Every business needs a psychopath…
That’s the news directly in from the CIPD. You can read their article here, but in essence, it argues that we all have degrees of psychopathy inherent in us, and that in moderation, these elements can be useful for particular jobs.
And that life would be a bit boring if we were all the same, and that diversity is a good thing.
That’s all true to an extent.
There are certainly roles where dialing up elements such as less empathy might be considered an advantage. The article cites the example of the surgeon who lacks empathy. And this may be considered a good thing in terms of the surgeon managing his or her own stress levels, although there is a growing body of research that shows that empathy can make a huge difference in terms of patient health and recovery.
There are two elements though, that concern me with the article’s approach.. Firstly, if you are recruiting deliberately with these characteristics in mind, you had better have a good system for making sure that the employee receives great and appropriate development and feedback.
And secondly, I worry about the increasing number of leaders who are showing these characteristics. And the damage that they are doing to their organisataions.
Is Your Boss a Psychopath? The characteristics of a corporate psychopath
In this Fast Company article on whether your boss is a psychopath, Robert Hare’s famous checklist was described, and then they go on to talk about Corporate Psychopaths…:
“…But how can we recognize psychopathic types? Hare has revised his Psychopathy Checklist (known as the PCL-R, or simply “the Hare”) to make it easier to identify so-called subcriminal or corporate psychopaths.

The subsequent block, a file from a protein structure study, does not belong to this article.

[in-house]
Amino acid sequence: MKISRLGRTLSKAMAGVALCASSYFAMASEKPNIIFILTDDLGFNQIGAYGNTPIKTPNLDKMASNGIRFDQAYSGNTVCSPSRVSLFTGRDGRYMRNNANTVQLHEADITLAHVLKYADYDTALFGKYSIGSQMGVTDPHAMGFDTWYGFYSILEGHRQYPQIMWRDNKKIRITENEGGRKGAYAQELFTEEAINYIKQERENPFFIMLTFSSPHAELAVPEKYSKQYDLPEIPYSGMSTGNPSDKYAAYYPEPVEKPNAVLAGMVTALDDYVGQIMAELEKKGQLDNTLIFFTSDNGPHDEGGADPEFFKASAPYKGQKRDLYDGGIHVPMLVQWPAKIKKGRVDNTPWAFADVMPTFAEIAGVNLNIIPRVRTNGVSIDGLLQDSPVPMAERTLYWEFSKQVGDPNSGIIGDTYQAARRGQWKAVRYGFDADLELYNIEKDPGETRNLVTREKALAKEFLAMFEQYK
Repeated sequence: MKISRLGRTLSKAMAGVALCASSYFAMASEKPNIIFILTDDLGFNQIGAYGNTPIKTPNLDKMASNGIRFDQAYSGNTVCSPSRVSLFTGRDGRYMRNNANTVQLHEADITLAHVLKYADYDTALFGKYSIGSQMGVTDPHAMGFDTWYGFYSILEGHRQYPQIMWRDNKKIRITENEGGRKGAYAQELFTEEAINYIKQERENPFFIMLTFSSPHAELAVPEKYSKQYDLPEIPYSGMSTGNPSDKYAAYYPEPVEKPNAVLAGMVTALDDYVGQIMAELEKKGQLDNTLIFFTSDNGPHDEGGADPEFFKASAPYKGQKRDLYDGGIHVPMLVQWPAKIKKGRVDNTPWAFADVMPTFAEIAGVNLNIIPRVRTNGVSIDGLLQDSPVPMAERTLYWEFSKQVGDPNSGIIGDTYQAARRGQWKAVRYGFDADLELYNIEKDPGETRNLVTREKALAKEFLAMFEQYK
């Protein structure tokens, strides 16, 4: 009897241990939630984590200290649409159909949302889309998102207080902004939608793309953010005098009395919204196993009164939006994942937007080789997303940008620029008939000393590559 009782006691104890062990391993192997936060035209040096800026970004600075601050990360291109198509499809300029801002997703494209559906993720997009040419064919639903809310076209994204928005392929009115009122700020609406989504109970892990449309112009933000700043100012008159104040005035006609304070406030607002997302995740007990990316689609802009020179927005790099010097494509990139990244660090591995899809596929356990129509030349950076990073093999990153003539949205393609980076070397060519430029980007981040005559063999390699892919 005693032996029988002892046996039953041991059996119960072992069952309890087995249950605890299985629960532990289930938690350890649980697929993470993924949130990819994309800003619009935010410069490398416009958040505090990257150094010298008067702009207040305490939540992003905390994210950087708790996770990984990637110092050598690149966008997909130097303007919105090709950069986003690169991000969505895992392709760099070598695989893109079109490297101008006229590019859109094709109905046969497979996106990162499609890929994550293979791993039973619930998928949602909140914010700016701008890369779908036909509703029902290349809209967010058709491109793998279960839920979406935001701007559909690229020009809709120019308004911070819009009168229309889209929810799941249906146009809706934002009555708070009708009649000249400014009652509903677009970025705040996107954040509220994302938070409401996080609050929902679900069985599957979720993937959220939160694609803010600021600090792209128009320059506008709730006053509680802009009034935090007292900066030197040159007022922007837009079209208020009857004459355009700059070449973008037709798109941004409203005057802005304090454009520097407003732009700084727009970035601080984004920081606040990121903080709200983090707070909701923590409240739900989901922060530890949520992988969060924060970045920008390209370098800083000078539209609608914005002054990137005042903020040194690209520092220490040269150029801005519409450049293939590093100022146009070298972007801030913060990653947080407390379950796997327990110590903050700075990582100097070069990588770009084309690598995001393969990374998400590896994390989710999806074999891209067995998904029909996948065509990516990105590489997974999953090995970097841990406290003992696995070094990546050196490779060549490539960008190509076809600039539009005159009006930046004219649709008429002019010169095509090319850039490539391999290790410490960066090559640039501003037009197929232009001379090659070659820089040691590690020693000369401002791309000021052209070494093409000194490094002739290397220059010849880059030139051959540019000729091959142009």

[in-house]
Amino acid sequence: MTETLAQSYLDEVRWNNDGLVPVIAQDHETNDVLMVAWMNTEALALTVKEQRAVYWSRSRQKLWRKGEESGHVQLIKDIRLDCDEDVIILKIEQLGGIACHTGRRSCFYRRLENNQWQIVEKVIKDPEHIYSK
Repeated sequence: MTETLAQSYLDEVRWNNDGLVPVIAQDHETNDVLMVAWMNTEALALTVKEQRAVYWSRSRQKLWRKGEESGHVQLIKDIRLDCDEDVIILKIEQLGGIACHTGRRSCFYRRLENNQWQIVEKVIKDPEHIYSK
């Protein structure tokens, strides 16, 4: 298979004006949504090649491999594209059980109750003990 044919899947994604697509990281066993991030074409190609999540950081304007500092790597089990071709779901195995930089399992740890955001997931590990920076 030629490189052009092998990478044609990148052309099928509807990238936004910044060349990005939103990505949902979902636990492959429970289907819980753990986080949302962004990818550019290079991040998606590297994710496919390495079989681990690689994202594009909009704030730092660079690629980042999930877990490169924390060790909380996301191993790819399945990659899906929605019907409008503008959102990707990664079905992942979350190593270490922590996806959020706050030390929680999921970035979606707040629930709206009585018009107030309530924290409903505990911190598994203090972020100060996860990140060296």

He has broken down the 20 personality characteristics into two subsets, or “factors.” Corporate psychopaths score high on Factor 1, the “selfish, callous, and remorseless use of others” category. It includes eight traits: glibness and superficial charm; grandiose sense of self-worth; pathological lying; conning and manipulativeness; lack of remorse or guilt; shallow affect (i.e., a coldness covered up by dramatic emotional displays that are actually playacting); callousness and lack of empathy; and the failure to accept responsibility for one’s own actions. Sound like anyone you know? (Corporate psychopaths score only low to moderate on Factor 2, which pinpoints “chronically unstable, antisocial, and socially deviant lifestyle,” the hallmarks of people who wind up in jail for rougher crimes than creative accounting.)..”
And then, somewhat worryingly, “..We put several big-name CEOs through the checklist, and they scored as “moderately psychopathic”..”
The impact of culture on psychopaths
The article makes the point that:
“..Europe is far ahead of the United States in trying to deal with psychological abuse and manipulation at work. The “antibullying” movement in Europe has produced new laws in France and Sweden. Harvard’s Stout suggests that the relentlessly individualistic culture of the United States contributes a lot to our problems. She points out that psychopathy has a dramatically lower incidence in certain Asian cultures, where the heritage has emphasized community bonds rather than glorified self-interest. “If we continue to go this way in our Western culture,” she says, “evolutionarily speaking, it doesn’t end well.”..”
I wonder then, will the increased emphasis on anti bullying do anything for the Australian culture? Are we more aligned to American culture? Can we learn from the Asian cultures?
Some questions I am pondering…
Is the CIPD right, that it’s all good, so long as it is well managed? Or is Hare right when he says if we screened CEOs the way we screen police officers or teachers, then we could avoid the heartache and scandal of the likes of Enron.
And is Hare right when he says that it is the culture of the corporations that attract these sort of individuals in the first place?
And finally, does it matter? What sort of people do we want running our organisations? Does it matter that they display these sort of tendencies? What impact is this sort of leadership having on the performance and profitability of businesses?
And if it does matter; if this stuff is important. What then, are we doing to change it?